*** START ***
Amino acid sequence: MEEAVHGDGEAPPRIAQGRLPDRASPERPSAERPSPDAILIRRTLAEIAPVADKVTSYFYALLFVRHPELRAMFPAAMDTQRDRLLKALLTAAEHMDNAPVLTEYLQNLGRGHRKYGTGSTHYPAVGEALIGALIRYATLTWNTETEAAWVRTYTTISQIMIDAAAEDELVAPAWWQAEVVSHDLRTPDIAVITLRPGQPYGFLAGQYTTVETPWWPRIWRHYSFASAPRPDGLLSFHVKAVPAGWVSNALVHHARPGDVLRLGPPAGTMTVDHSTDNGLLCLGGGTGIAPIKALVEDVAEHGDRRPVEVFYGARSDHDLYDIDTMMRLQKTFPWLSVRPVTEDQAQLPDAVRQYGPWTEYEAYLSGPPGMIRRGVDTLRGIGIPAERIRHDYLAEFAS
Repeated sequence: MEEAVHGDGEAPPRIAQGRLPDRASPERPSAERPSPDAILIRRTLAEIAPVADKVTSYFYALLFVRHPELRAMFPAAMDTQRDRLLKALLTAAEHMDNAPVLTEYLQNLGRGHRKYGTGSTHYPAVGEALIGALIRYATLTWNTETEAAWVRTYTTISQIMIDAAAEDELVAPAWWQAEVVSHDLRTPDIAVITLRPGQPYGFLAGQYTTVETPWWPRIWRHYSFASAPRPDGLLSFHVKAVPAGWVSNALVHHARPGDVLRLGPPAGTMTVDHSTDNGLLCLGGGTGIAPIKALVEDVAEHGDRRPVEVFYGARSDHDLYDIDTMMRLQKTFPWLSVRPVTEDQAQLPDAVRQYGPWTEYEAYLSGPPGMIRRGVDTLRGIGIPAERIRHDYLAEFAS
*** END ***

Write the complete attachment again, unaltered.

Amino acid sequence: MEEAVHGDGEAPPRIAQGRLPDRASPERPSAERPSPDAILIRRTLAEIAPVADKVTSYFYALLFVRHPELRAMFPAAMDTQRDRLLKALLTAAEHMDNAPVLTEYLQNLGRGHRKYGTGSTHYPAVGEALIGALIRYATLTWNTETEAAWVRTYTTISQIMIDAAAEDELVAPAWWQAEVVSHDLRTPDIAVITLRPGQPYGFLAGQYTTVETPWWPRIWRHYSFASAPRPDGLLSFHVKAVPAGWVSNALVHHARPGDVLRLGPPAGTMTVDHSTDNGLLCLGGGTGIAPIKALVEDVAEHGDRRPVEVFYGARSDHDLYDIDTMMRLQKTFPWLSVRPVTEDQAQLPDAVRQYGPWTEYEAYLSGPPGMIRRGVDTLRGIGIPAERIRHDYLAEFAS
Repeated sequence: MEEAVHGDGEAPPRIAQGRLPDRASPERPSAERPSPDAILIRRTLAEIAPVADKVTSYFYALLFVRHPELRAMFPAAMDTQRDRLLKALLTAAEHMDNAPVLTEYLQNLGRGHRKYGTGSTHYPAVGEALIGALIRYATLTWNTETEAAWVRTYTTISQIMIDAAAEDELVAPAWWQAEVVSHDLRTPDIAVITLRPGQPYGFLAGQYTTVETPWWPRIWRHYSFASAPRPDGLLSFHVKAVPAGWVSNALVHHARPGDVLRLGPPAGTMTVDHSTDNGLLCLGGGTGIAPIKALVEDVAEHGDRRPVEVFYGARSDHDLYDIDTMMRLQKTFPWLSVRPVTEDQAQLPDAVRQYGPWTEYEAYLSGPPGMIRRGVDTLRGIGIPAERIRHDYLAEFAS